What's billed as the first "indigenous Olympics" kicked off Thursday with a raucous cultural mash-up that saw grimacing Maori warriors, gong-bearing Filipinos and feather-crowned tribespeople from Brazil preside over a traditional fire-lighting ceremony.
The World Indigenous Games officially opens Friday, when Brazilian President Dilma Rousseff is expected to attend a lavish opening ceremony in the games' host city, Palmas, a remote outpost in the sunbaked heart of Brazil.
But Thursday's fire ritual, which saw hundreds of indigenous people from around the world converge on Palmas' central square decked out in their traditional finest, set the tone for the coming event, which runs through Oct. 31.
Tribal representatives spontaneously broke into traditional song and dance as the media and other indigenous peoples from as far afield as Ethiopia and Mongolia formed tight, flashbulb-popping, iPhone-snapping circles around them.
A phalanx of Maoris from New Zealand, looking fierce with wide-eyed stares and menacing throat-slicing gestures, appeared to stand guard over the knot of Manoti men from Brazil's central Mato Grosso state as they labored over the fire, finally emerging triumphant with a flaming torch.
Elvis Balabal Julius of the Philippines' Igorot people hailed the event as "amazing."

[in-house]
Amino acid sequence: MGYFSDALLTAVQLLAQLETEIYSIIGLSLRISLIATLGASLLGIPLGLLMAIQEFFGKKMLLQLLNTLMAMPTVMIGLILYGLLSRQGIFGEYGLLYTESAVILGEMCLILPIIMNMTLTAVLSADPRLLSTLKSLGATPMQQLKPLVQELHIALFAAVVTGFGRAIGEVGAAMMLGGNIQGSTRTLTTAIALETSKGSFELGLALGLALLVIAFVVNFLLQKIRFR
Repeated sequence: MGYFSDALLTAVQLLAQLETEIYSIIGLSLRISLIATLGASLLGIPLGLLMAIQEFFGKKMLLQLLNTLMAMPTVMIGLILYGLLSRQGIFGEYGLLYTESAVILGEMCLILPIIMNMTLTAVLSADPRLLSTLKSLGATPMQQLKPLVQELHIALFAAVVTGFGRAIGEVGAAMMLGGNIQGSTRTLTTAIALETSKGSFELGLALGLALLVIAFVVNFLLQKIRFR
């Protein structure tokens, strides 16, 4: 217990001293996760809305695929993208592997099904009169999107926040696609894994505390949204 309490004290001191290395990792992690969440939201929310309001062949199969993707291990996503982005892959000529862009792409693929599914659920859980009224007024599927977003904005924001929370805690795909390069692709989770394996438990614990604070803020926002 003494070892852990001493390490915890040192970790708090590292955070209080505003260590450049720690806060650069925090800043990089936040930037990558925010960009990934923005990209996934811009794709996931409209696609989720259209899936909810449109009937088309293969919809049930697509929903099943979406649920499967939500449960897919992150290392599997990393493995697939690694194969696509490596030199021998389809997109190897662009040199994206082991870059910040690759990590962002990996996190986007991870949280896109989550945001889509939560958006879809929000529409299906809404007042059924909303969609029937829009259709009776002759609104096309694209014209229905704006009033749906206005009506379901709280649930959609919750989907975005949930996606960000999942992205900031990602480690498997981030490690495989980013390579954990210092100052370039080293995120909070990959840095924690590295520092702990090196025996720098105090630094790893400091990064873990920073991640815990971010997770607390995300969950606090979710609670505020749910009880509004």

"It's my first time outside of the Philippines and I took five planes to get here," said Julius, 23, sporting only a loincloth and the metal gong with which he and two other tribe members had entranced their audience. "I never thought I would see so many indigenous peoples together.
We're very similar and very different at the same time."
The upbeat mood of the fire ceremony contrasted with the palpable anger at a protest earlier in the day by a small group of Brazilian indigenous people denouncing what they said was poor organization and unnecessary spending on the games.
About a dozen protesters decried the event's more than $14 million price tag, saying the money provided by several government sources as well as the United Nations would have been better spent improving the conditions of Brazil's impoverished indigenous peoples.
Narube Werreria said she saw the event as a bid to cover up the real situation of Brazil's beleaguered indigenous populations.
"The government is using the event to cover our eyes and say everything is all right here," said
Werreria, a state government employee from the Karaja tribe, whose lands are near Palmas. "But everything is not all right."
Estimated to have numbered from between 3 million to 5 million in pre-colonial times, Brazil's indigenous people now make up just 0.5 percent of the country's 200 million-strong population.
They face rampant poverty and discrimination and clash frequently with farmers, ranchers and illegal miners eager to oust them from their ancestral lands.
"In Brazil, soy plants are better treated than Indians," Cacique Doran, a leader of the Tupi Guarani people, shouted at the protest.